We hesitate to use the word Clamato in the title since this word is trademarked by the Mott's company, currently a wholly owned subsidiary of the Dr. Pepper Snapple Group. Food historians have long stated on the record that clamato, in lower-case, untrademarked, generic parlance, was invented by two Mott's food scientists in 1966 in Hamlin, NY. Yes, this is the same Mott's that makes the wonderful. triple-purified apple juice children love so much.
Local lore doesn't discount that Mott's was the first company to commercially market clamato, but the idea that a mixture of clam juice and tomato juice had to be invented by white-coated eggheads in a corporate laboratory rankles the sensibilities of long standing Dorchesterites. Farragut McWhistler, who has lived in Port Norfolk all his life, and I were discussing this at the Mud House in Neponset the other morning. "My dear, sweet mother used to muddle clams in a mash of tomatoes and put it in my bottle," he said.
He said his mother had gotten the recipe from her mother-in-law, who's maiden name was Everett, and who had inherited this bit of baby-rearing wisdom from that side of the family living at Port Norfolk for generations. "Dorchester Bay little necks make the best broth for a baby," he continued, "I believe I have lived as long as I have because I was weaned from my sweet mother's teat with a nip of the sea by way of the garden." I asked him what he thought of bottled clamato available in the Stop & Shop on Morrisey Boulevard.
"I don't care for it much," he said. "I make my clamato myself, with no extra ingredients, the way my family always has. I know I'm not supposed to go shell fishing in the Bay, the Commonwealth forbids it, but I've got a clam rake and I wake up early before the sun comes up. I'm not bothering anyone and I know most of the fellows in the harbor patrol. We leave each other alone, just wave, ask how things are in general, and no sir, I haven't seen anything illegal going on in the Bay."
Mr. McWhistler cleared his throat. "The way I see it, I've been eating Dorchester clams all my seventy-three years. I don't see a reason to stop now. I don't muddle them with mortar and pestle the way my mother did. I use a food processor and I make my clamato year-round. I can buy store-bought tomatoes any time of year in the supermarket. They aren't as good as the garden variety, but winter leads to lean times and you take what you can get."
I asked Mr. McWhistler if he ever sold his clamato. "No, I don't. It's illegal to go shell fishing for yourself let alone to pawn the clams off on a buyer. I figure I'm not hurting anything but my own robust constitution (he pounded his chest) and the law knows this so they leave me alone. If I sold the clams and somebody got food poisoning, the cops would be all over me in a minute. I like to keep my nose, as well as my arteries and gut, clean."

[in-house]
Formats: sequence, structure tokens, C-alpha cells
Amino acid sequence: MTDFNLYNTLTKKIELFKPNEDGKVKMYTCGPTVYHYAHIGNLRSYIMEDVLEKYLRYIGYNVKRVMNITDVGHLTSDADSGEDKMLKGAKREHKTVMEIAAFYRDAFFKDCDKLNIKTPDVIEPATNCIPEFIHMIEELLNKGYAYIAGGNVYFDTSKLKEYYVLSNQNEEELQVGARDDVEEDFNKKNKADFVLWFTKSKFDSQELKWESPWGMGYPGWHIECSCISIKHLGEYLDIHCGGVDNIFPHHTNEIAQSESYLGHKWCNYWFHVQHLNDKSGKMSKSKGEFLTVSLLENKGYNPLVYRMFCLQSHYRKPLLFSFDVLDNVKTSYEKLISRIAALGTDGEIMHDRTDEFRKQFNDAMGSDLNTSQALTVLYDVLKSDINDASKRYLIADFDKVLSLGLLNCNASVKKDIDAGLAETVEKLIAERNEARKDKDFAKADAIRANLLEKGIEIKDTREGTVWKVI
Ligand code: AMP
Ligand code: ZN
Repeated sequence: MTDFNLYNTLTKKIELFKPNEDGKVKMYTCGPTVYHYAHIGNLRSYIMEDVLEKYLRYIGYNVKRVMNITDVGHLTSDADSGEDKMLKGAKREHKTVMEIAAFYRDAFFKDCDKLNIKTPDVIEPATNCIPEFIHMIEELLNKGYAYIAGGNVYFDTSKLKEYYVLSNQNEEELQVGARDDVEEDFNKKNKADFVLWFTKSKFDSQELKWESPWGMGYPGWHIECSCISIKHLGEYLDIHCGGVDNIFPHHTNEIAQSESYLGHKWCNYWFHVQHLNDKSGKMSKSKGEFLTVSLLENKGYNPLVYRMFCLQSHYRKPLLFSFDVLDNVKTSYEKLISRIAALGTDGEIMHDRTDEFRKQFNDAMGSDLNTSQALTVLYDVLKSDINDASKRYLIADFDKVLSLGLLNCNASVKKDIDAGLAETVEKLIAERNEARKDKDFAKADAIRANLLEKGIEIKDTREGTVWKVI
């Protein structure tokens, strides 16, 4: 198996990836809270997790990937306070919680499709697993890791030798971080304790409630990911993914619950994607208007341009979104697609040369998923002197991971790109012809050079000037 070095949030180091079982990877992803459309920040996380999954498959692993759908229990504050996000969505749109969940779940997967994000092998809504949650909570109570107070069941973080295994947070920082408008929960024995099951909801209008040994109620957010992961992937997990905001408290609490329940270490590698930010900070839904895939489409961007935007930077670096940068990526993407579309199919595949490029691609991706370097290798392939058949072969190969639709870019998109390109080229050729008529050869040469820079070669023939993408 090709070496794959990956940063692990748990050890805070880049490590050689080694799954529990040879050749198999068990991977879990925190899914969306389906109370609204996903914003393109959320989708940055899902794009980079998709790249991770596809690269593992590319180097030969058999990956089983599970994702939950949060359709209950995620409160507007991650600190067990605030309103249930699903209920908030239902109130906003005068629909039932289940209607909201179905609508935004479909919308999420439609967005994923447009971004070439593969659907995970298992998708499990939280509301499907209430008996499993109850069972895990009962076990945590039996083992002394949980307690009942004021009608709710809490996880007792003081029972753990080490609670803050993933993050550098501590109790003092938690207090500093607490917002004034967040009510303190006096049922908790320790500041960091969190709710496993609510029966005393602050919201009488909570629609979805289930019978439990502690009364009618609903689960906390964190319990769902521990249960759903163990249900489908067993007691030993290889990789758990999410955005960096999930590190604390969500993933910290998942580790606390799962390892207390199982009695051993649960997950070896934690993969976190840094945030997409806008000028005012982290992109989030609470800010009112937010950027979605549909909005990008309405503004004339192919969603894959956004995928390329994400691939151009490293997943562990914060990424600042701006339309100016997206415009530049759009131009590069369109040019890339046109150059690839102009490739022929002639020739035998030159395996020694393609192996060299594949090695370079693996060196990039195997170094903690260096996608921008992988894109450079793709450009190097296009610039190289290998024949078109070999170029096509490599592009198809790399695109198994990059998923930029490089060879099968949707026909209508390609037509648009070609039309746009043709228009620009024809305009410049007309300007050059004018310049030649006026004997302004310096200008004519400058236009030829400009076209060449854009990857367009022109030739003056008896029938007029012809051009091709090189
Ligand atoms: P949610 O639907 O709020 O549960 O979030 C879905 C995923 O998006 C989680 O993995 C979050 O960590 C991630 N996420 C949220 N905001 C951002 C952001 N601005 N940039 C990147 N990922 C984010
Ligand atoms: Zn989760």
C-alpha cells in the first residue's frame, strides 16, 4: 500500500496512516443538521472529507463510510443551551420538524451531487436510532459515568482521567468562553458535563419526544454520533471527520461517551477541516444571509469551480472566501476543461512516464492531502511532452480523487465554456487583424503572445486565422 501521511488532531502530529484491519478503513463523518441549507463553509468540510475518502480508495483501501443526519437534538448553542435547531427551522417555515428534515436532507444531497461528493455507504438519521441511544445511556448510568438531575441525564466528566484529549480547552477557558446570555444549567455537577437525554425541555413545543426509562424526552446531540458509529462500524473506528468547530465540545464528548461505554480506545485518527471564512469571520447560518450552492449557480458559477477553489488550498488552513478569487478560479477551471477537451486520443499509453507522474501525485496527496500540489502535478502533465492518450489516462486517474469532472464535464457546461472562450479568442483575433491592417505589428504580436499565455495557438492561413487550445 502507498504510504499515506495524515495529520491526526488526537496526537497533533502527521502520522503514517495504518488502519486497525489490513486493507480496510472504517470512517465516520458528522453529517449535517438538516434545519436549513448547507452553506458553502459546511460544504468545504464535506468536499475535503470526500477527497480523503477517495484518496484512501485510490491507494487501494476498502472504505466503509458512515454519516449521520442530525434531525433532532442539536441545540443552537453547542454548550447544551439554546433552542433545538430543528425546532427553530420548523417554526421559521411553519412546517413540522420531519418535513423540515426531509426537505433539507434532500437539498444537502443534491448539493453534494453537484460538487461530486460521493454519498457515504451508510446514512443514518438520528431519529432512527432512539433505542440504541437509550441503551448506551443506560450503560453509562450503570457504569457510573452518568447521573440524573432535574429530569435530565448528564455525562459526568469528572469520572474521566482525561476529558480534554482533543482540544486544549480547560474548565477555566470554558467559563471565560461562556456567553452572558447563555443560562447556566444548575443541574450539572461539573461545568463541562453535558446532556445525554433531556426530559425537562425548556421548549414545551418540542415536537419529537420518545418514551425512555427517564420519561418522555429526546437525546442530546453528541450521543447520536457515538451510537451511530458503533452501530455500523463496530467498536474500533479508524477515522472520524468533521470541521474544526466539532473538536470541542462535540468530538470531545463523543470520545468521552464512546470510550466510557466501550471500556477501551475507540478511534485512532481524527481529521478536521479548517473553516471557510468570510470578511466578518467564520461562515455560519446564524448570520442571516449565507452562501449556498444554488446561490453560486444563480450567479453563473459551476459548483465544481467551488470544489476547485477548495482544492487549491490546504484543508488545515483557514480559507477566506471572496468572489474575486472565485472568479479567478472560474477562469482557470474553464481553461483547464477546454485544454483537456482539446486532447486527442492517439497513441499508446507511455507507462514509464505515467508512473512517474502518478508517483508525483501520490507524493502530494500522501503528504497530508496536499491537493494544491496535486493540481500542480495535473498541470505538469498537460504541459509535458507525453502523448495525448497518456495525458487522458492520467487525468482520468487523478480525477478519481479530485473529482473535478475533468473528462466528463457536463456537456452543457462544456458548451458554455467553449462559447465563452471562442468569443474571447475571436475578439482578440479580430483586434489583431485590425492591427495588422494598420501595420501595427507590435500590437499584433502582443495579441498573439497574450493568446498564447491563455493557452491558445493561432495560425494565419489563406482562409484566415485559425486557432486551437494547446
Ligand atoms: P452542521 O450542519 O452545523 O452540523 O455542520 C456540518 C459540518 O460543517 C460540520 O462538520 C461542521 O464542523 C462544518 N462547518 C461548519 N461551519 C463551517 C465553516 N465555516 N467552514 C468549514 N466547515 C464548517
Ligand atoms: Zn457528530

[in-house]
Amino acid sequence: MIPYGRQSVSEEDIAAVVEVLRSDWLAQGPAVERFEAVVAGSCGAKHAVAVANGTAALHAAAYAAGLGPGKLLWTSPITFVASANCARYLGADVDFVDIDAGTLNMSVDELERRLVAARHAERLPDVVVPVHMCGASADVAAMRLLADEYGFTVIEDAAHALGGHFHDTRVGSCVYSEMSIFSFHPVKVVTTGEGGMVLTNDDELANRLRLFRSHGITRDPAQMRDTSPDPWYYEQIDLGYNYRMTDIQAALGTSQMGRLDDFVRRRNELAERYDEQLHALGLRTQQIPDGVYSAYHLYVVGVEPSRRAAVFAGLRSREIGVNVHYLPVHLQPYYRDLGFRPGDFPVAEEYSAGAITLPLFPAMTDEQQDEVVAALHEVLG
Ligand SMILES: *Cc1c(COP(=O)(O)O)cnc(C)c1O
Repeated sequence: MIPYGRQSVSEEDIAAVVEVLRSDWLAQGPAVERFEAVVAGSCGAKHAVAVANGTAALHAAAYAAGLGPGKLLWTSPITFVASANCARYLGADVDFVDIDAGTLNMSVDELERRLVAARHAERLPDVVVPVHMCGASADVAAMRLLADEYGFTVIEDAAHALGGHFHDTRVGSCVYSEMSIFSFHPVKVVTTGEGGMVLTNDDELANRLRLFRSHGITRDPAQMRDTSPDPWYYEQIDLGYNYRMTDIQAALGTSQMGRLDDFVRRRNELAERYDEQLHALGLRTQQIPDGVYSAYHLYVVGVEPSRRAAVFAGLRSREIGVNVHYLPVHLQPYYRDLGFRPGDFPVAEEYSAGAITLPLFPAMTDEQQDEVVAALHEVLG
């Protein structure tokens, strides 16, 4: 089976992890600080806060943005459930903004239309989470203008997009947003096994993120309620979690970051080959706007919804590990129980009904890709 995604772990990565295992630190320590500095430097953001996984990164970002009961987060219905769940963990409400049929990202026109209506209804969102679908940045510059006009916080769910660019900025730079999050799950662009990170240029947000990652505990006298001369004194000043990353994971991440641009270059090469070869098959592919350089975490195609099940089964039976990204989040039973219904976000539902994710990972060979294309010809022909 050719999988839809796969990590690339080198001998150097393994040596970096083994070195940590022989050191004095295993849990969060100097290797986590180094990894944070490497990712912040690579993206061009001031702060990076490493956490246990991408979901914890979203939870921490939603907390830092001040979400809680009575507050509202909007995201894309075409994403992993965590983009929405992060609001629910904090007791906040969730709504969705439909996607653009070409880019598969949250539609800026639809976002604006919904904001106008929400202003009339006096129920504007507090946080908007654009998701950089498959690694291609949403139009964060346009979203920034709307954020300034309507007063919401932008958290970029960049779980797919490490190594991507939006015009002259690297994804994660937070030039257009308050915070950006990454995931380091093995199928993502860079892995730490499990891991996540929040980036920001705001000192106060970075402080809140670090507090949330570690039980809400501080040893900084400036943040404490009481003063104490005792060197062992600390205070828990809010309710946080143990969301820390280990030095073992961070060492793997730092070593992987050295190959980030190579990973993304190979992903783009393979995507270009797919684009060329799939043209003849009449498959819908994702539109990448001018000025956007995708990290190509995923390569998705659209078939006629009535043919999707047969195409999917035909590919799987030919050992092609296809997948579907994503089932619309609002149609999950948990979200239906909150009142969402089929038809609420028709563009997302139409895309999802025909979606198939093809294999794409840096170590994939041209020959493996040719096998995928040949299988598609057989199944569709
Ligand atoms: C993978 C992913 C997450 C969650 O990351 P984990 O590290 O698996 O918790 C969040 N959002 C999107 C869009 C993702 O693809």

I asked Mr. McWhistler if I could taste his product. He replied, "Sorry, sonny. That's against the rules. I only make this tonic for myself. It's a shame I can't share it but the rules are the rules. If you want some genuine Dorchester clamato you'll have to make it yourself. Be advised, though, Boston Harbor Management regulations forbid it."
Our coffee finished, I walked Farragut McWhistler to his car parked on Neponset Avenue. "It's too late in the morning to go clamming now. Too many people can see you. If you want to rake up a mess of clams off Tenean or Malibu Beach, the sky has to be pitch. I'm going across Neponset Circle to Ups and Downs and then I'm going home. I always drink my clamato before I go to sleep and then when I wake up in the early hours. It keeps me young, I tell you, but you have to make it yourself to get the full effect."
I don't own a clam rake but Mr. McWhislter's constitution seems to be resilient enough that there may be some truth in his testimony of the rejuvenating powers of Dorchester Bay clam meat, especially when mixed with tomatoes grown in Dorchester soil. As he says, he has been supping on this since he was in the cradle. I have a lot of catching up to do. Maybe I'll just take my vitamins.